Talk of the Town

 

My husband works for a place where they claim to be the best strippers in town.  It’s a lot more family-friendly than you’d think, though, because they also repair and refinish the furniture once its stripped.  Like most small Vermont businesses they offer an array of complementary products like chainsaws and propane, which, in a rural area, makes it a better place to get the scuttlebutt than any beauty shop because everybody – contractors, farmers, and ex-urbanite immigrants – comes in at some point and jaws with the strippers.

It’s also one of the last places in the world where you can get the news of the day and not feel sorry you heard it.  So, after chauffeur duty this morning, I popped in for a soda and what I thought would be a quick visit before heading home to work.  When I got there, however, my husband was chatting with an old acquaintance who needed a ride from Arlington to Manchester about 8 or nine miles up (and I do mean up) the road.  I said I would do it, and, as soon as we loaded up the gentleman’s wheelchair into my car, we headed off.

We met this man over a decade ago because the previous owners of our first house had recommended him as a good source of firewood.  We got to know him a bit over the course of a number of deliveries but lost touch when the latest oil crisis spiked the demand for cordwood and we had to diversify our sources a bit.  I had not seen him since he acquired the wheelchair, and I sensed that we were both more comfortable with me not asking about it.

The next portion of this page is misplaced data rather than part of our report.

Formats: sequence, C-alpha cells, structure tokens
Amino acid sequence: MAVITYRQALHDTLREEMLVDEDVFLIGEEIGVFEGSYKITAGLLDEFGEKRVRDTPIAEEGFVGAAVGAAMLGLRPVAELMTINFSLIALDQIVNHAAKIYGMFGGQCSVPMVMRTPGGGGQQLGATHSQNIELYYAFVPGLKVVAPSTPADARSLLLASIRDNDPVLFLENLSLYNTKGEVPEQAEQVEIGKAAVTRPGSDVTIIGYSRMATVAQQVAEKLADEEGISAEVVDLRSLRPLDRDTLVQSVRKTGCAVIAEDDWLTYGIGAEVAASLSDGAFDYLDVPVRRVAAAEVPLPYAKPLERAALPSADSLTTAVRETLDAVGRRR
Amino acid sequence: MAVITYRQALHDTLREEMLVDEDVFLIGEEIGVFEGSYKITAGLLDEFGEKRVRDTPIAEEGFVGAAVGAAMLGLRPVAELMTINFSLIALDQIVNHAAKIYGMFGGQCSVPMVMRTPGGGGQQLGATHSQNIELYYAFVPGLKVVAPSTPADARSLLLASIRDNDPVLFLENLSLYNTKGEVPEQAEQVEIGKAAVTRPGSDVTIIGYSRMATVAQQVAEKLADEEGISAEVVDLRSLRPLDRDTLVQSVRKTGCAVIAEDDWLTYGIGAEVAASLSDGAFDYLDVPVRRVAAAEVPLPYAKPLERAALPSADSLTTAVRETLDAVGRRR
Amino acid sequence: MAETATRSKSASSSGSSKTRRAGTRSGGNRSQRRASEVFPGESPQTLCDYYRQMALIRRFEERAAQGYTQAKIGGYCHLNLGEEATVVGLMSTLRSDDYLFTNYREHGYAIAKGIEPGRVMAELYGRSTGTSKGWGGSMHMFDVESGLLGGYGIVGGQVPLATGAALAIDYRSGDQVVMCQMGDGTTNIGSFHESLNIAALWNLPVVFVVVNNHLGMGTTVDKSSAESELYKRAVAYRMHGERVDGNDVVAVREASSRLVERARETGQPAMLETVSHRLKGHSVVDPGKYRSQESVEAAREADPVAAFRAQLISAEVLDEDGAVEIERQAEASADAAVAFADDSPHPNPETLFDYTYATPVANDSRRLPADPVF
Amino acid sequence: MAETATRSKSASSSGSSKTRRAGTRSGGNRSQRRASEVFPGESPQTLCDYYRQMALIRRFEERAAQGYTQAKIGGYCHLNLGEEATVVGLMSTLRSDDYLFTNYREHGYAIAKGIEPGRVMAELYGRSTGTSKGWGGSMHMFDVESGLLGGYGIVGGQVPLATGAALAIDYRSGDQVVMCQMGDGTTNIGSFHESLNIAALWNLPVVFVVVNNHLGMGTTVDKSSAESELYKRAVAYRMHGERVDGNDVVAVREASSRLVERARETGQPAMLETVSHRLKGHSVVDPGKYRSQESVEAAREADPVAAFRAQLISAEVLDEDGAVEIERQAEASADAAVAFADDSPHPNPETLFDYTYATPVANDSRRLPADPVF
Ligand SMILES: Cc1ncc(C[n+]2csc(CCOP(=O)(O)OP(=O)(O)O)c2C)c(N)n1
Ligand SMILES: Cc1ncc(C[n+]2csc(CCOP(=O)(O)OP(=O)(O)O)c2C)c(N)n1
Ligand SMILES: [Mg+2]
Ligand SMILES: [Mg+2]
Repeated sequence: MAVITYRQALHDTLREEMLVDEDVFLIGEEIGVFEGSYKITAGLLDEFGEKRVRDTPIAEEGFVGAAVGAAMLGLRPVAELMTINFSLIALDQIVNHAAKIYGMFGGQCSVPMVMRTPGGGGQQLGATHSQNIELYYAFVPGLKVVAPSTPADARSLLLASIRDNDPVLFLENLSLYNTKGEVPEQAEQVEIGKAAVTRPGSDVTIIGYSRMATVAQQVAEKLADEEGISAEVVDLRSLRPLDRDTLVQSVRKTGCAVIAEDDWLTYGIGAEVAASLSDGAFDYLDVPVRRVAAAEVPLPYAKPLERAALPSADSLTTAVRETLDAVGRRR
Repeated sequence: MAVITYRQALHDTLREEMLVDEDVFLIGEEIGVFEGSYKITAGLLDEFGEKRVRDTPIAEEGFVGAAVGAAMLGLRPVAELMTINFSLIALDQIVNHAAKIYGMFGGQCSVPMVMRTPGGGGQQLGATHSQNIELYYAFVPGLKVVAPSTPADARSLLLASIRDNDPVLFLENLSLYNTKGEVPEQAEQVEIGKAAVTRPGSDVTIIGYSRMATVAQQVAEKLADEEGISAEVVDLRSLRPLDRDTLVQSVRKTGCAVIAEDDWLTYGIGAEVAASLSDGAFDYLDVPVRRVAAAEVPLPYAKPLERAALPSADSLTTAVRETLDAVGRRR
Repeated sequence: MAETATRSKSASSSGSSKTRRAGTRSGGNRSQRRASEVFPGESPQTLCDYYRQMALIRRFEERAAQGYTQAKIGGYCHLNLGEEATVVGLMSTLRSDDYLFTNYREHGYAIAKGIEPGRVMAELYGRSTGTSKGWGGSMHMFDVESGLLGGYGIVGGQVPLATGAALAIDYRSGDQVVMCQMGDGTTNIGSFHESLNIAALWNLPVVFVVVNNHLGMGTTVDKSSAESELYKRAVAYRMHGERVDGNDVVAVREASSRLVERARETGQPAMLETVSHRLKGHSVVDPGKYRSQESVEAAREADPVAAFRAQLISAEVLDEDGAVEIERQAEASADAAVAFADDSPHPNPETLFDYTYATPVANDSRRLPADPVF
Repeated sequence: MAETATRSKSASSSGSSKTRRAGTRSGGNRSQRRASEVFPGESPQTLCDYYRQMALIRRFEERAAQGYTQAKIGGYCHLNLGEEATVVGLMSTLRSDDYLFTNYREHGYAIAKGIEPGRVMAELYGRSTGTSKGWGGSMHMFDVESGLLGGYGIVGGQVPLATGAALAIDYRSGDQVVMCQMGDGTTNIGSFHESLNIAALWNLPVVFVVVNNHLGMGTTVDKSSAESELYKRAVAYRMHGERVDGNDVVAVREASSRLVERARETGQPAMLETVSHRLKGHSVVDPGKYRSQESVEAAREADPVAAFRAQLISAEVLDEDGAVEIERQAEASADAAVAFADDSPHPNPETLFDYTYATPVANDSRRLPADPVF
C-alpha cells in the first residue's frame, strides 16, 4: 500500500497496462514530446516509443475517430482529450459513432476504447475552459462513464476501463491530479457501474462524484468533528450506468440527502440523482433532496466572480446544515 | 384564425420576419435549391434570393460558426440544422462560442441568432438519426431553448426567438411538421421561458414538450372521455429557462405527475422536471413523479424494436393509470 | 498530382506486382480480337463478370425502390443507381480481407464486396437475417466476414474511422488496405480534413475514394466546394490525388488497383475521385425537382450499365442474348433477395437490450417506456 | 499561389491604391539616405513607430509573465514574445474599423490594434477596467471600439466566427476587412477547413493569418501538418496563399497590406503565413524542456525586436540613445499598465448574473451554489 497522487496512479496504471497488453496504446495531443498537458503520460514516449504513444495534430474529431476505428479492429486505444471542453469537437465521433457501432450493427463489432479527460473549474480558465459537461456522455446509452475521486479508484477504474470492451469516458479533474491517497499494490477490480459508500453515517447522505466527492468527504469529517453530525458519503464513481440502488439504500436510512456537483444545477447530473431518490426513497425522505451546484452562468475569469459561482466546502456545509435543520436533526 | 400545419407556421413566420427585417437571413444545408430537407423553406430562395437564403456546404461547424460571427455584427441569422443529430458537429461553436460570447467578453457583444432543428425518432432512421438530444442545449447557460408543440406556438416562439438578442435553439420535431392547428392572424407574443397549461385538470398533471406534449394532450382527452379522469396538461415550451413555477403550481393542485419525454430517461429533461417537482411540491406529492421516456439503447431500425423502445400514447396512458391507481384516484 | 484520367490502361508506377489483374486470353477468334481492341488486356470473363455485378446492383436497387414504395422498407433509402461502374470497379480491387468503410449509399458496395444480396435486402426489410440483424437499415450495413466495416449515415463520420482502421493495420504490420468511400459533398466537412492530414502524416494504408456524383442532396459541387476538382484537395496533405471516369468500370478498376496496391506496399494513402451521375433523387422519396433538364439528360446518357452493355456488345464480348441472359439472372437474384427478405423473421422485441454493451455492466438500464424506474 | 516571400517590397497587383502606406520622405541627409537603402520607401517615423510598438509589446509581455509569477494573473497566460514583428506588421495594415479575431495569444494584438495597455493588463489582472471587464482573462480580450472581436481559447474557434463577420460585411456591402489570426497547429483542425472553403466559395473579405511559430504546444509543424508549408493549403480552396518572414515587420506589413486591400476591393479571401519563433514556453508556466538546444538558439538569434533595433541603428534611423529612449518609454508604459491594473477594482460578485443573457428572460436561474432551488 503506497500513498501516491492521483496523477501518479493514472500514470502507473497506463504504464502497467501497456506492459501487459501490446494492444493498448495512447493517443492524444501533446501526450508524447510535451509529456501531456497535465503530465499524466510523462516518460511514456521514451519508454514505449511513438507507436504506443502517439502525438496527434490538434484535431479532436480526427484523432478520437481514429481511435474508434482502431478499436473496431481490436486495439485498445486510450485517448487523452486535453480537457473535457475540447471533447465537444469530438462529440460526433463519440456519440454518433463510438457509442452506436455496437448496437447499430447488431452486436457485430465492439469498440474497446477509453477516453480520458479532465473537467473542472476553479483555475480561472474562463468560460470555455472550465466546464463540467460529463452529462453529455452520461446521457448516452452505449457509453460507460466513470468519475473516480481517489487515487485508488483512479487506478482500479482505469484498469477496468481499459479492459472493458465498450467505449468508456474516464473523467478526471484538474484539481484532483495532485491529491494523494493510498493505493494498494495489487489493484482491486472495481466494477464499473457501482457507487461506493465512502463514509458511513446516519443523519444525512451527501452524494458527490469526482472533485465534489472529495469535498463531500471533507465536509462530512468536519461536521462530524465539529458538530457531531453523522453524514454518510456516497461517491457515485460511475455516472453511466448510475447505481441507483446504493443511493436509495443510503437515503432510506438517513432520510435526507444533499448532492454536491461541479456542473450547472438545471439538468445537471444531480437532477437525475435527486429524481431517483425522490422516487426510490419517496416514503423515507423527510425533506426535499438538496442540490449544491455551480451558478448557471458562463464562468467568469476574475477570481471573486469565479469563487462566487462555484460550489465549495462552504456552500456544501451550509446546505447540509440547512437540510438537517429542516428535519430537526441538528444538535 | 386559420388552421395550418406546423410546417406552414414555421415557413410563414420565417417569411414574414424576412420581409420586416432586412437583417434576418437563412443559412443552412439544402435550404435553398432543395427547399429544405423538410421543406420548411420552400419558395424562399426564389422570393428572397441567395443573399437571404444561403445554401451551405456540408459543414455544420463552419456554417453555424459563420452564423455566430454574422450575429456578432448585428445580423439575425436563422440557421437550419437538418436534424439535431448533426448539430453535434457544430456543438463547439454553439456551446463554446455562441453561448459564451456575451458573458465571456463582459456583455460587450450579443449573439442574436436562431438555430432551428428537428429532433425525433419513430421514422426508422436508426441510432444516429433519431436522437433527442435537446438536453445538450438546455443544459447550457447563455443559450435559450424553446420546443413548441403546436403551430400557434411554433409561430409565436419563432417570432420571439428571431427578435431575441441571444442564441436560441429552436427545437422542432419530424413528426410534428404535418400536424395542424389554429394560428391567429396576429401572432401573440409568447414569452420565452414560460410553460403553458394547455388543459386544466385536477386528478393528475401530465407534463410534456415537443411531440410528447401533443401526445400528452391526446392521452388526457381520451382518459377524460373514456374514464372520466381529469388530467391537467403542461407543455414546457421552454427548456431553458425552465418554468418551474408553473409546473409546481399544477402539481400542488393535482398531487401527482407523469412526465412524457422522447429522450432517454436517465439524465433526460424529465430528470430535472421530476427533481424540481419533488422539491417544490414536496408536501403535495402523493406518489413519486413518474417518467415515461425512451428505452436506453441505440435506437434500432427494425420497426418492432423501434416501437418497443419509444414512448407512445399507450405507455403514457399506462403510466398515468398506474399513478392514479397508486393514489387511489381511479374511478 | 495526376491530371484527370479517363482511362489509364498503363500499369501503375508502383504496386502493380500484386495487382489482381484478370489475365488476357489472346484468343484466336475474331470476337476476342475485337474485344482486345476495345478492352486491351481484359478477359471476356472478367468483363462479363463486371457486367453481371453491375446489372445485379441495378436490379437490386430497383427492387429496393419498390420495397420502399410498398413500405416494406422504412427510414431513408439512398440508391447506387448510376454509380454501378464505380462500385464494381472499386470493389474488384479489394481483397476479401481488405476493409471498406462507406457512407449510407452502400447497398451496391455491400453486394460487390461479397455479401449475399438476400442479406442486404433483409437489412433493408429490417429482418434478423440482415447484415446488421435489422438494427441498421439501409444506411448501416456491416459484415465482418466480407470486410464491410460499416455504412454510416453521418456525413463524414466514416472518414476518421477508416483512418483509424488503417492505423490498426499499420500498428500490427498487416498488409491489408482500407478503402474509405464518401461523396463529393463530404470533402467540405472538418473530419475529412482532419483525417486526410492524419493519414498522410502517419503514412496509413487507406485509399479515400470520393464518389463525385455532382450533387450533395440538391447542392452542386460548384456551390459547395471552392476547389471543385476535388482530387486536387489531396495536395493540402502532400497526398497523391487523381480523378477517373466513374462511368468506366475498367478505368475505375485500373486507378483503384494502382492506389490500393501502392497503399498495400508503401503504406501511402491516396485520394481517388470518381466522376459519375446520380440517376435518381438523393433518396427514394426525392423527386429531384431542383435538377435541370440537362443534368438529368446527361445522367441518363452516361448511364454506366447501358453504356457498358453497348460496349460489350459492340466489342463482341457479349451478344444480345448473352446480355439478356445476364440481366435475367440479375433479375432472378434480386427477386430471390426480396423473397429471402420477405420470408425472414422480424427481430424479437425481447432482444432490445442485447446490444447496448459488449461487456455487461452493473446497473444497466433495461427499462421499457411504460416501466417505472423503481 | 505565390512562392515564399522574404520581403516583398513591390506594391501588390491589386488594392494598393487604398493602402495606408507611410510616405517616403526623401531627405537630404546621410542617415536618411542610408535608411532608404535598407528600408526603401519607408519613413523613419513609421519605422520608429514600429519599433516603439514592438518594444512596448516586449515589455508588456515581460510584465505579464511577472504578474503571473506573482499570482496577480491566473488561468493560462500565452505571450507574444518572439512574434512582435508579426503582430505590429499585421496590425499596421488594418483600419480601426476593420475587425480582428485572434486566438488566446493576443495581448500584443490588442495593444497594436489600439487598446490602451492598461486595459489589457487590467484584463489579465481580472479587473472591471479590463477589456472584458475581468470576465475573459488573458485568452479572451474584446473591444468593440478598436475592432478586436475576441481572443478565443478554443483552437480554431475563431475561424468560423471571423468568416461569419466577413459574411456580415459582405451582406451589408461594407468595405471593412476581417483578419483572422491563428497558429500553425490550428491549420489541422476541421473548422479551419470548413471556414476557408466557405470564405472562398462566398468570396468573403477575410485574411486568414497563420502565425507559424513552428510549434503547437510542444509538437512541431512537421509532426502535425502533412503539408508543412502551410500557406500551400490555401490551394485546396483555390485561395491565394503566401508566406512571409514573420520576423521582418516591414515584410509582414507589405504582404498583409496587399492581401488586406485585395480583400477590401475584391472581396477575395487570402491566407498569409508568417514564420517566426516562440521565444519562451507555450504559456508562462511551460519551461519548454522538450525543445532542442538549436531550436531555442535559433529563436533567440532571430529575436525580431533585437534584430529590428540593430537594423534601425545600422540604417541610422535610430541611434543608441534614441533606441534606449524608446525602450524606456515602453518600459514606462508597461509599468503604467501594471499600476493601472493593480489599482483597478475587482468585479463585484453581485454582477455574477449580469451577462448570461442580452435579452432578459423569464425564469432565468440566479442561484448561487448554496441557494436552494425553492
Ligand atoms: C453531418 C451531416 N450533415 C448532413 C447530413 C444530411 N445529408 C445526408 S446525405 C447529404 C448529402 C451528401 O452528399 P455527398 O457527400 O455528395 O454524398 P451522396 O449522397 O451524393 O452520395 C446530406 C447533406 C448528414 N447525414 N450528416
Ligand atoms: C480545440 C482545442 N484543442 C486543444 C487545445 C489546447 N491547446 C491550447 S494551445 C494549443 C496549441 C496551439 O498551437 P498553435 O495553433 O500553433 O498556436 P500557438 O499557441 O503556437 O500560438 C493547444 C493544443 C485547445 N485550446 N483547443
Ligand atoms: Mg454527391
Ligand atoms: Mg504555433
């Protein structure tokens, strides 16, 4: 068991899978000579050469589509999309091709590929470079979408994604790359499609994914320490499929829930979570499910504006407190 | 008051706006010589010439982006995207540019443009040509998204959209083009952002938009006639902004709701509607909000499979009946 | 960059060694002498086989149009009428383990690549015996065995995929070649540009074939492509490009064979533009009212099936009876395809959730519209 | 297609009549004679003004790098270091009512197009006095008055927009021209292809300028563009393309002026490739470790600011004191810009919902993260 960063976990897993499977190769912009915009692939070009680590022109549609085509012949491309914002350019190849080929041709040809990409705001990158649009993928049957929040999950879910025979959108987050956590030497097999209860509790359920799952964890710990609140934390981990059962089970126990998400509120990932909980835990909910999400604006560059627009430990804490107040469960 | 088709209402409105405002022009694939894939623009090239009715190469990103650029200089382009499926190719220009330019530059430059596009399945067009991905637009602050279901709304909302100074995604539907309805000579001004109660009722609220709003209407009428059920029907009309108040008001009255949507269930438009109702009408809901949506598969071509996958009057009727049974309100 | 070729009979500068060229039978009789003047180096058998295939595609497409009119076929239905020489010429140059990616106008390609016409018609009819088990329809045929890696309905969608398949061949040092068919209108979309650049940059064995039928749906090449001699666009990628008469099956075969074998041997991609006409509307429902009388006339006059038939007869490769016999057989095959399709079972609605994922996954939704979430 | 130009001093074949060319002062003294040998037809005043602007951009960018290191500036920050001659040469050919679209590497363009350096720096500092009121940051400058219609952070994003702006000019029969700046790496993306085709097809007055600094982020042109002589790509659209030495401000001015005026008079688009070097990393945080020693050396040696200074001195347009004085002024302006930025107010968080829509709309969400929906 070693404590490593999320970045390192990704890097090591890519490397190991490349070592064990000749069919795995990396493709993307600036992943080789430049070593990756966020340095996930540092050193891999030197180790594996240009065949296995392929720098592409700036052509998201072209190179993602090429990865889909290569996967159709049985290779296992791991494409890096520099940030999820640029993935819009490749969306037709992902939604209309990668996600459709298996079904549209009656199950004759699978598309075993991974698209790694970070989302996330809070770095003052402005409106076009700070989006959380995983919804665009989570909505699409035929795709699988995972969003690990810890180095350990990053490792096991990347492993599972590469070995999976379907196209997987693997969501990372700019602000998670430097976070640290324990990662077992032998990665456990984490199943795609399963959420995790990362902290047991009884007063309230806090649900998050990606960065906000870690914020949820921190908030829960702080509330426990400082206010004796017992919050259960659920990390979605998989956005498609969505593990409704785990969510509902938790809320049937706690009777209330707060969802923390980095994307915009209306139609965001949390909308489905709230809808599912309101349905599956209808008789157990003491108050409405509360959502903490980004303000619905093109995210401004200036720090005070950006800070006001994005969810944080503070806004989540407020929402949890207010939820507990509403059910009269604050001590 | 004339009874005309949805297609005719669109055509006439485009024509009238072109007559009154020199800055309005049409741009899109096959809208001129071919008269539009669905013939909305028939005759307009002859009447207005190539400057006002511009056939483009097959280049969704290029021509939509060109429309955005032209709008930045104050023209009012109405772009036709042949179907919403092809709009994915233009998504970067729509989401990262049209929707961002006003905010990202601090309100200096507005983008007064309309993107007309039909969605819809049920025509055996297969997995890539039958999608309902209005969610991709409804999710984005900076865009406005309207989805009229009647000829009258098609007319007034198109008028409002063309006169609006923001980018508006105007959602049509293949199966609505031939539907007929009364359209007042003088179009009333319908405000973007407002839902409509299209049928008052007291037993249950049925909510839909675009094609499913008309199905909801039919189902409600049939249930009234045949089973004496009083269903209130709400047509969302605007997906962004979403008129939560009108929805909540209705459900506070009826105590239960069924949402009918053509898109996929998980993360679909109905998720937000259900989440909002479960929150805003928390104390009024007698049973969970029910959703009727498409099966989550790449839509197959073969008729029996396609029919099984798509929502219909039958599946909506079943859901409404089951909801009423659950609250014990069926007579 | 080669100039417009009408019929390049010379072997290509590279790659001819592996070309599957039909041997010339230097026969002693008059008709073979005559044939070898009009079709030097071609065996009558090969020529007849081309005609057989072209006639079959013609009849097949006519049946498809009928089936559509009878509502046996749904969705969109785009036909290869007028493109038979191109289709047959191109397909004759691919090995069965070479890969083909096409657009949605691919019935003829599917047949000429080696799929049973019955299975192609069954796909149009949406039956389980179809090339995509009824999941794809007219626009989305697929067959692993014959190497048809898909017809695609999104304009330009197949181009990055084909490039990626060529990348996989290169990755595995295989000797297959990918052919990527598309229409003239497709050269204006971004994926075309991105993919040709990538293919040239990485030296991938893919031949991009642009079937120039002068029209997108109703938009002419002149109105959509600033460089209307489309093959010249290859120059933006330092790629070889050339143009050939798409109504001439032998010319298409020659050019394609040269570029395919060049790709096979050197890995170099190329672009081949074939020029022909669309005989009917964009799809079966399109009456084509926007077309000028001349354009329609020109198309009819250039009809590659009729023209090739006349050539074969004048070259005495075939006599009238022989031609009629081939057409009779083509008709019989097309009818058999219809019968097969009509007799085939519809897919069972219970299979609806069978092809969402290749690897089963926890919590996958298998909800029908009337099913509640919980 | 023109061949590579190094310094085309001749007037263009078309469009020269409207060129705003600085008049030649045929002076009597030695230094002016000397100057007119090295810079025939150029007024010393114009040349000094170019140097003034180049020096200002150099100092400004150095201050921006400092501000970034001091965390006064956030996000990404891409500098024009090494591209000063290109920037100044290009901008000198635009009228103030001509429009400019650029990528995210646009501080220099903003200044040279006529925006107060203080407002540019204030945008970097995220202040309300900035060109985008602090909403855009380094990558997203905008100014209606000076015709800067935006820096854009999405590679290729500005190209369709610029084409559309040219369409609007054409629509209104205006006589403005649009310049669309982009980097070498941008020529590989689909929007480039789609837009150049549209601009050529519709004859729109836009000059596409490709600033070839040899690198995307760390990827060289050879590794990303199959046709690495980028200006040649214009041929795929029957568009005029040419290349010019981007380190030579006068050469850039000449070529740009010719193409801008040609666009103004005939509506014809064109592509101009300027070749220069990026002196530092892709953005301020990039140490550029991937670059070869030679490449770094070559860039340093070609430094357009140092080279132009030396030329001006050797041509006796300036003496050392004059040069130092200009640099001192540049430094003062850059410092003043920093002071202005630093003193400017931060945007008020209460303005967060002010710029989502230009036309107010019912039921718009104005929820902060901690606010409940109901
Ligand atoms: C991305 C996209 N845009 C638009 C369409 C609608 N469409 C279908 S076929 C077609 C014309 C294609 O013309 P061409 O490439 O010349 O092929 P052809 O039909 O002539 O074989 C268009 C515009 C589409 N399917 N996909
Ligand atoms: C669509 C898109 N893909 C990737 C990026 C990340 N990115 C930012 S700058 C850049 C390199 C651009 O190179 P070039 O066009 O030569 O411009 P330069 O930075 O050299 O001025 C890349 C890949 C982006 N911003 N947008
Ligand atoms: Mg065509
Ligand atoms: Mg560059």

So we drove and talked about mutual friends.  Who was building this new barn; when that family had moved away; if this neighbor was really in a bad way or was that just a rumor.  A former contractor, he pointed out homes he’d worked on and noted changes in favorite projects.

We were still chatting when we got to Manchester, and learning that his ultimate destination was Rupert – another town and a big mountain away – I offered to drive him to Dorset, thinking I would offer to go the rest of the way when we got to there.  So we drove the next leg, talking about wood prices and where to get the best ice cream this summer.  As we neared the center of Dorset, I noted the lack of a good place to let him off, but he pointed out a place near the country store, and we pulled in.

I was imagining the hot climb he had ahead of him, but before I could say anything, he said, “I’ve been riding all over Bennington County to build up my strength.”  And with that he quietly got his gear organized, and settled the matter as he propelled himself down the last leg of the trip.

 

When I Am Still Me

I know that brownie a la mode last night was not regulation on the diet-I-don’t-call-a-diet-because-it’s-supposed-a-way-of-life (if you can call living without brownies life). But as I was sitting there berating myself and not enjoying the afterglow, I couldn’t help thinking of all the mean things people say about large, well fat, women and the mean thoughts I have about myself everyday.

When I first setup this blog, the last thing on my mind was posting a picture of myself anywhere on the web. For most of my adult life (especially the overweight part), I’ve managed to be in the background of pictures or, better yet, to be taking them. But because the need for speed trumped pride, I decided forgo a cartoon and to use my own picture – chins and all.